This thesis studies the limits on the performances of inference tasks with quantum data and quantum operations. Our results can be divided in two main parts. In the first part, we study how to infer relative properties of sets of quantum states, given a certain amount of copies of the states. We investigate the performance of optimal inference strategies according to several figures of merit which quantifies the precision of the inference. Since we are not interested in obtaining a complete reconstruction of the states, optimal strategies do not require to perform quantum tomography. In particular, we address the following problems:  We evaluate the asymptotic error probabilities of optimal learning machines for quantum state discrimination. Here, a machine receives a number of copies of a pair of unknown states, which can be seen as training data, together with a test system which is initialized in one of the states of the pair with equal probability. The goal is to implement a measurement to discriminate in which state the test system is, minimizing the error probability. We analyze the optimal strategies for a number of different settings, differing on the prior incomplete information on the states available to the agent.  We evaluate the limits on the precision of the estimation of the overlap between two unknown pure states, given N and M copies of each state. We find an asymptotic expansion of a Fisher information associated with the estimation problem, which gives a lower bound on the mean square error of any estimator. We compute the minimum average mean square error for random pure states, and we evaluate the effect of depolarizing noise on qubit states. We compare the performance of the optimal estimation strategy with the performances of other intuitive strategies, such as the swap test and measurements based on estimating the states.  We evaluate how many samples from a collection of N ddimensional states are necessary to understand with high probability if the collection is made of identical states or they differ more than a threshold according to a motivated closeness measure. The access to copies of the states in the collection is given as follows: each time the agent ask for a copy of the states, the agent receives one of the states with some fixed probability, together with a different label for each state in the collection. We prove that the problem can be solved with O(pNd=2) copies, and that this scaling is optimal up to a constant independent on d;N; . In the second part, we study optimal classical and quantum communication rates for several physically motivated noise models.  The quantum and private capacities of most realistic channels cannot be evaluated from their regularized expressions. We design several degradable extensions for notable channels, obtaining upper bounds on the quantum and private capacities of the original channels. We obtain sufficient conditions for the degradability of flagged extensions of channels which are convex combination of other channels. These sufficient conditions are easy to verify and simplify the construction of degradable extensions.  We consider the problem of transmitting classical information with continuous variable systems and an energy constraint, when it is impossible to maintain a shared reference frame and in presence of losses. At variance with phaseinsensitive noise models, we show that, in some regimes, squeezing improves the communication rates with respect to coherent state sources and with respect to sources producing up to twophoton Fock states. We give upper and lower bounds on the optimal coherent state rate and show that using part of the energy to repeatedly restore a phase reference is strictly suboptimal for high energies.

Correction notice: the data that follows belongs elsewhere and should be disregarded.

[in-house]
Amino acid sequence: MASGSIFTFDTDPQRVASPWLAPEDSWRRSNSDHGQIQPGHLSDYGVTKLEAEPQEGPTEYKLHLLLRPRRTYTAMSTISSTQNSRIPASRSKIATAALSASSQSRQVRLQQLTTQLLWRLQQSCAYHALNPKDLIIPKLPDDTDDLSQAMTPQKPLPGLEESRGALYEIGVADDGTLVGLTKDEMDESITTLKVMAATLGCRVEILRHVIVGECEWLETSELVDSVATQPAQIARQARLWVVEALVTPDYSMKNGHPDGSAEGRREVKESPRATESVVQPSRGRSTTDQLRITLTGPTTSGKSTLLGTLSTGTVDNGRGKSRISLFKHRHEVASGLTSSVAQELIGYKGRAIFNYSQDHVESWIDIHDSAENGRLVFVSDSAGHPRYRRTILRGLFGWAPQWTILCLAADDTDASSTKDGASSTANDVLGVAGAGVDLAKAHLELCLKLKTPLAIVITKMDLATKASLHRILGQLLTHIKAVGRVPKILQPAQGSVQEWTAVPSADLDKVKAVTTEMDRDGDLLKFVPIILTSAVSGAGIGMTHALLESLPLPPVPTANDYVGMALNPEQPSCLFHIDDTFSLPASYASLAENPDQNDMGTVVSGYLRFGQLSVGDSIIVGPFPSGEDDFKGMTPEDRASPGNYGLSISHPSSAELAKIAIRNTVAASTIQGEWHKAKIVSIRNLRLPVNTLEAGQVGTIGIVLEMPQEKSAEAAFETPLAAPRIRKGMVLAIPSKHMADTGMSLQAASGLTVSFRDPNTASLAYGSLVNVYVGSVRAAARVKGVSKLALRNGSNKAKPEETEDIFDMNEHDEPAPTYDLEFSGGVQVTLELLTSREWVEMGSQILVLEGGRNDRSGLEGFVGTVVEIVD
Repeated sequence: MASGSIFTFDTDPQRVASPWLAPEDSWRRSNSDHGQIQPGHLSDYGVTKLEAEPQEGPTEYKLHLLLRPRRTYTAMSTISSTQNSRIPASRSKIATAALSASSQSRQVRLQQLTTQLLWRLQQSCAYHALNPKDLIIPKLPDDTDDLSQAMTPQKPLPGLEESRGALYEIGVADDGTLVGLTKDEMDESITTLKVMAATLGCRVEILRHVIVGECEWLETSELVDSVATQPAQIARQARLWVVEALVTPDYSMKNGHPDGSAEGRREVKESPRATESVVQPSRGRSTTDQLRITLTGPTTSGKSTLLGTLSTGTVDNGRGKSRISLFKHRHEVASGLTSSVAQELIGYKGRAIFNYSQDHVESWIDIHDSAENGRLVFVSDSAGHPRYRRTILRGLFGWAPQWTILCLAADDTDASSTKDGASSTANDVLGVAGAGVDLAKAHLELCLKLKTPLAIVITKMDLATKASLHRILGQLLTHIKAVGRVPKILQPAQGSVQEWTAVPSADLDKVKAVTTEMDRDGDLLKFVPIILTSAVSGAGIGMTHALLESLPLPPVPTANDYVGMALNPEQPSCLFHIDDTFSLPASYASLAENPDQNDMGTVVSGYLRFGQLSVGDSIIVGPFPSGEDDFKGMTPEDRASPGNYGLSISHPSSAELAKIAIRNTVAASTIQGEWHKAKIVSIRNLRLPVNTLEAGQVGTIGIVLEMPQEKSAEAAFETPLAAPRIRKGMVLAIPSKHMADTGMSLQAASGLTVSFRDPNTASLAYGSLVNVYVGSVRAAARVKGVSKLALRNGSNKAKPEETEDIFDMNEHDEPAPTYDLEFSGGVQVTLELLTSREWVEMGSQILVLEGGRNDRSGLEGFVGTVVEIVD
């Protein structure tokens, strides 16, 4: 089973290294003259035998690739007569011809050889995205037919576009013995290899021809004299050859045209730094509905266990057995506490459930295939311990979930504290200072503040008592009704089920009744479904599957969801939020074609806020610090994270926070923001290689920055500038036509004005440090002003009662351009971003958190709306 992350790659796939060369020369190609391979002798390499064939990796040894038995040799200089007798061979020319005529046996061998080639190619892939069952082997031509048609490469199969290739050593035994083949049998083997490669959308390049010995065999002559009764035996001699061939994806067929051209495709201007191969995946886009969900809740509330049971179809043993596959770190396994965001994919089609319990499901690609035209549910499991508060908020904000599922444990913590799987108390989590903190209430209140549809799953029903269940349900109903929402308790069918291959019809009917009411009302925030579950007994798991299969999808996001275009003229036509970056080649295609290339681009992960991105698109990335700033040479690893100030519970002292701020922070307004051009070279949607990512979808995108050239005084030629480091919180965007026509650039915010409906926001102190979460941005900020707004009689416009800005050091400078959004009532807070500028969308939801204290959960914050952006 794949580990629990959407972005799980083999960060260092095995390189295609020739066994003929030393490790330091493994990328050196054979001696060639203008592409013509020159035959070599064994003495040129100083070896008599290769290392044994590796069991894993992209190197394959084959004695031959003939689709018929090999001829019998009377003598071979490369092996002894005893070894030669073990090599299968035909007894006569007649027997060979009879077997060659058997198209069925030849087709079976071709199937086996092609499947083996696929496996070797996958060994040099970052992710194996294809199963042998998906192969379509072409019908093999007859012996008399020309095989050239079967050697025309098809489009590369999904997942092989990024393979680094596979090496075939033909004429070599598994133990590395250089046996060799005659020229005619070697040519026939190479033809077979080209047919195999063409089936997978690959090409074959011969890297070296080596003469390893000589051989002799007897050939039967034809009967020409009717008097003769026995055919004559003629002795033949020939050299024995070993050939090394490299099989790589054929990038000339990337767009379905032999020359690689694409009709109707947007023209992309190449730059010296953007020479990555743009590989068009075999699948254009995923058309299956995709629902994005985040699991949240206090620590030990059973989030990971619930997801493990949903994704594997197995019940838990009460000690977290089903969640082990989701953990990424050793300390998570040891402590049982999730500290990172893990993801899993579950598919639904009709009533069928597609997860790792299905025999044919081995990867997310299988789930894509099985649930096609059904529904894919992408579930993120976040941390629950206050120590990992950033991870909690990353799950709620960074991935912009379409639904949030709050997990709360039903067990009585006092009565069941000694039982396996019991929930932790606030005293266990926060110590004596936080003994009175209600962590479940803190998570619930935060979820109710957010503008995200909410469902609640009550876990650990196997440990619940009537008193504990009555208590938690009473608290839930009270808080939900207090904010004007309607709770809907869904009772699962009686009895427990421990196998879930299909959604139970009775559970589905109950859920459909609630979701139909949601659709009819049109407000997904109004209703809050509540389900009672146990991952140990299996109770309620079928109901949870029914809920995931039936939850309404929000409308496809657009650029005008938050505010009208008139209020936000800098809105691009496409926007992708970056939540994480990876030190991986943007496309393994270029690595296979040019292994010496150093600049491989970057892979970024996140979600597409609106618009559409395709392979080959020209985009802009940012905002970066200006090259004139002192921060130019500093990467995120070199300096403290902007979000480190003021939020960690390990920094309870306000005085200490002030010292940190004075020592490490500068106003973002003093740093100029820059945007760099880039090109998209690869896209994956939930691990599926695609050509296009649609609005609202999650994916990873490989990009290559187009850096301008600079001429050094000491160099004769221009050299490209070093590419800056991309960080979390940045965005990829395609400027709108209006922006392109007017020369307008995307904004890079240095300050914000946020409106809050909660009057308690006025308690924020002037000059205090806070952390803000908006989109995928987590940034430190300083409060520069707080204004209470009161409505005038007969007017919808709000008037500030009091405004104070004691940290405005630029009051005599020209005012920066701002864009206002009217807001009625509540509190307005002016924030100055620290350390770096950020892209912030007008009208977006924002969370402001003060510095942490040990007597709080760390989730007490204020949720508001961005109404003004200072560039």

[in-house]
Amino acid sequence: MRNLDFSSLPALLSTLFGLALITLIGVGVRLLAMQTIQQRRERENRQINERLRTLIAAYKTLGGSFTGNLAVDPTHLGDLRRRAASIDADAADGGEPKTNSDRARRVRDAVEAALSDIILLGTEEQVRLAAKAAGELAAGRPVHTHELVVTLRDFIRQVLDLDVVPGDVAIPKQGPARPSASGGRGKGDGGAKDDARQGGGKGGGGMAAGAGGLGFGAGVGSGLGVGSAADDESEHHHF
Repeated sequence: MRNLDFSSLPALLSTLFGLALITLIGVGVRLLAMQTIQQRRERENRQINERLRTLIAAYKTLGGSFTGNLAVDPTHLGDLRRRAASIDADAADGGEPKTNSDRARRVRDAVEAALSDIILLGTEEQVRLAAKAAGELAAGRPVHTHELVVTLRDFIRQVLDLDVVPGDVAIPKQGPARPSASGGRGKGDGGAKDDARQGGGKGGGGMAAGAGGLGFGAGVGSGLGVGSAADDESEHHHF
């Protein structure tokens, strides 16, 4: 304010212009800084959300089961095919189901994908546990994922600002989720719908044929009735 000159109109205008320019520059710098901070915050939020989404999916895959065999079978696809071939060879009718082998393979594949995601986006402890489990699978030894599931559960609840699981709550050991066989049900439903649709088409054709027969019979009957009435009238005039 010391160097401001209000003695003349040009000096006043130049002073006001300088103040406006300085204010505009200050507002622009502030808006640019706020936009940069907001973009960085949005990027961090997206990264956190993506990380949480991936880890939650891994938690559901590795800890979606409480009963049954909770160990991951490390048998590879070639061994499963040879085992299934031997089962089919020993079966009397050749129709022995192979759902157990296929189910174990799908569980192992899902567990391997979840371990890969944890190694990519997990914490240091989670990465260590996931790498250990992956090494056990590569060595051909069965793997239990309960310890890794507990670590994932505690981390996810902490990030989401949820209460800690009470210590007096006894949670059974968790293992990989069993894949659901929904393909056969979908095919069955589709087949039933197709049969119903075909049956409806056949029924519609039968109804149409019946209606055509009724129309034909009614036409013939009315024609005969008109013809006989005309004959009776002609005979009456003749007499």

Quantum statistical inference and communication / Fanizza, Marco; relatore: GIOVANNETTI, VITTORIO; Scuola Normale Superiore, ciclo 33, 28Sep2021.